The Volokh Conspiracy
Mostly law professors | Sometimes contrarian | Often libertarian | Always independent
A reader asked a reasonable question. You claim, he said, that your new book Classified: The Untold Story of Racial Classification in America, is a non-polemical, scholarly look at the modern history of racial classification in the United States. If so, why didn't you publish the book with an academic press, which would be the logical place for an academic to publish a non-polemical, scholarly book? Why instead publish with a conservative publisher that, whatever its other virtues, publishes some "right-wing" polemics, making it more likely that people will dismiss your book as such without even picking it up?
I have had a great experience with my publisher (Bombardier Books), but the short answer is that I wrote the book intending for it to be published by an academic press, and I fully expected to get several offers from major presses. After all, I have published two other successful academic books, I could provide advanced praise from academics across the political spectrum, and the topic is both inherently interesting and also "hot," virtually guaranteeing much better sales than the average university press book. Moreover, unlike my last two academic books, I had a respected book agent representing me, which is helpful in persuading editors to take a book proposal seriously.
So what happened? My agent submitted a lengthy book proposal plus a sample chapter to eight university presses. Eight editors turned it down flat, without even sending it out for peer review. By contrast, I submitted my Lochner book to six presses, four of them sent it out for peer review, and three of them offered to publish it.
My take on this is that these editors, with one exception, simply refused to consider a book that was (a) about race; and (b) wasn't overtly "woke" (or "progressive" or whatever you want to call it). The exception was an editor at one of the top presses who was extremely interested in my book. He and I spent an hour discussing it on the phone. At the end of the conversation, he told me that he would take it to his editorial board to get their ok to send it out for peer review. And a week or two later, I got a rejection letter, meaning that despite the recommendation from the editor to go forward, the board would not even consent to have the proposal sent out for peer review.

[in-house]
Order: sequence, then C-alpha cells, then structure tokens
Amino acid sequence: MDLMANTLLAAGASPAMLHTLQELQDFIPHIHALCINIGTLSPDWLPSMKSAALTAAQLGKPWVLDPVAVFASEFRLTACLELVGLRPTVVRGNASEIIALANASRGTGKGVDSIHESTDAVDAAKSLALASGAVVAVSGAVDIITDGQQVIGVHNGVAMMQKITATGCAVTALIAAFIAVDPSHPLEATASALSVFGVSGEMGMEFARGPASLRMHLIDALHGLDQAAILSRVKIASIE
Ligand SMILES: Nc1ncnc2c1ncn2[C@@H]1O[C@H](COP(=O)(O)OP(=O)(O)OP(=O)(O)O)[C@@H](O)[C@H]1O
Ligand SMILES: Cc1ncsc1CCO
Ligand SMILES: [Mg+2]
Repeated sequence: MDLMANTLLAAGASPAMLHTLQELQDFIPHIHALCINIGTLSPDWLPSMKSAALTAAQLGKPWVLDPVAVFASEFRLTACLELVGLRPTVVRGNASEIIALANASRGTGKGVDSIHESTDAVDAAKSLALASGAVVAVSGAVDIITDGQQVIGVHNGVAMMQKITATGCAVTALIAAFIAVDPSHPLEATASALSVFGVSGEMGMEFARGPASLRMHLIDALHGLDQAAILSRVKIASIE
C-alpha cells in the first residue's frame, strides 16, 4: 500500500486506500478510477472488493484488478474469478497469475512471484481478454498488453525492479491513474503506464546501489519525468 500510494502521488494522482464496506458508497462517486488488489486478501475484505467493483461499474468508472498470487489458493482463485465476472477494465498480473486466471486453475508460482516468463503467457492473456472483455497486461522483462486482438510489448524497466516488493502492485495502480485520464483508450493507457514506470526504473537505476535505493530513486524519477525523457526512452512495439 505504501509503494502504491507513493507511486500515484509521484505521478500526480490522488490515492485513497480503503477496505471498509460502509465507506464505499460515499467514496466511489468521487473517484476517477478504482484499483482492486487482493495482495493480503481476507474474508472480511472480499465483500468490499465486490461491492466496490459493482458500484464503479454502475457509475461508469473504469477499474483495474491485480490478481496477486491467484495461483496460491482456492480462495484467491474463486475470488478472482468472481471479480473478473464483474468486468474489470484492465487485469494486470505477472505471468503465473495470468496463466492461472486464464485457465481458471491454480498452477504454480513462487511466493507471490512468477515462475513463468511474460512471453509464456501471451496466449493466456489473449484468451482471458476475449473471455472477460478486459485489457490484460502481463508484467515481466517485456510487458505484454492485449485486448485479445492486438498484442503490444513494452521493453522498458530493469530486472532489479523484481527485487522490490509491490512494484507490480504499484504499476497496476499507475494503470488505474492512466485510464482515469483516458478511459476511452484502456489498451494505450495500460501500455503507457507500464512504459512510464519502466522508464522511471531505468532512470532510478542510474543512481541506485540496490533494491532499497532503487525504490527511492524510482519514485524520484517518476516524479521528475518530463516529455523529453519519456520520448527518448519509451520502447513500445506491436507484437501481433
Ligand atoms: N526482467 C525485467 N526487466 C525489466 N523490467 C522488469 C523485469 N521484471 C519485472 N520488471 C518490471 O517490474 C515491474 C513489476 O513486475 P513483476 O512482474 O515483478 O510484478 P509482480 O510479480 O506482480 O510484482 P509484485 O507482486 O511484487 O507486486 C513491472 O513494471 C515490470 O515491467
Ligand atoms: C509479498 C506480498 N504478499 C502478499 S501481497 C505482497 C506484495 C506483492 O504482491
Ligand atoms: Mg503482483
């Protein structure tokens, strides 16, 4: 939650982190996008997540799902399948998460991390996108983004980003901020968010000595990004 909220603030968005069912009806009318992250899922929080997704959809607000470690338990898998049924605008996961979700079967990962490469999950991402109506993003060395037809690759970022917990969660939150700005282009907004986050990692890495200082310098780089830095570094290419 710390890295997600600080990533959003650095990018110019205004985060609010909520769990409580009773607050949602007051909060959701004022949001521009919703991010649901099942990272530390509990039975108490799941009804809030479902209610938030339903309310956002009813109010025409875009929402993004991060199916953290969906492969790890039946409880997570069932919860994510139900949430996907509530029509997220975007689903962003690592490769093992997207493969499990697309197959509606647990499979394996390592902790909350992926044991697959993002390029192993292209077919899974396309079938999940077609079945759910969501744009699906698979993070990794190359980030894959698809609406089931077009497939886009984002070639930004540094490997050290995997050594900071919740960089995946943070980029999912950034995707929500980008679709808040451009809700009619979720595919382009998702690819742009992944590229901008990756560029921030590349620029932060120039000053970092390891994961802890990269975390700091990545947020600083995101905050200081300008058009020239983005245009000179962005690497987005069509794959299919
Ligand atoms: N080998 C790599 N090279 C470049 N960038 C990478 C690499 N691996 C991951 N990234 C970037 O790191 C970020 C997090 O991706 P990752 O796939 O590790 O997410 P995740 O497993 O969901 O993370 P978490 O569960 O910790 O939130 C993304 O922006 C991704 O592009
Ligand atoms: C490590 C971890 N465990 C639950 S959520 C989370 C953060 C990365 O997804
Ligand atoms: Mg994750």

I don't have permission to share a couple of other stories from friends of my with similar recent experiences trying to get books published by university presses, but my conclusion is that university presses, while perhaps not an entirely lost cause, are much more likely to reject book proposals on ideological grounds than they were a decade ago. In part this is because editors are more ideological, in part because editors and editorial boards are scared to death of provoking the wrath of wokesters on social media by publishing wrongthink, and in part because the professors on whom they rely for peer review are more likely to reject books on ideological grounds. All in all, one of many bad signs of the increased politicization of what should be ideologically neutral academic institutions.
Meanwhile, here's a roundup of recent podcasts and reviews for Classified.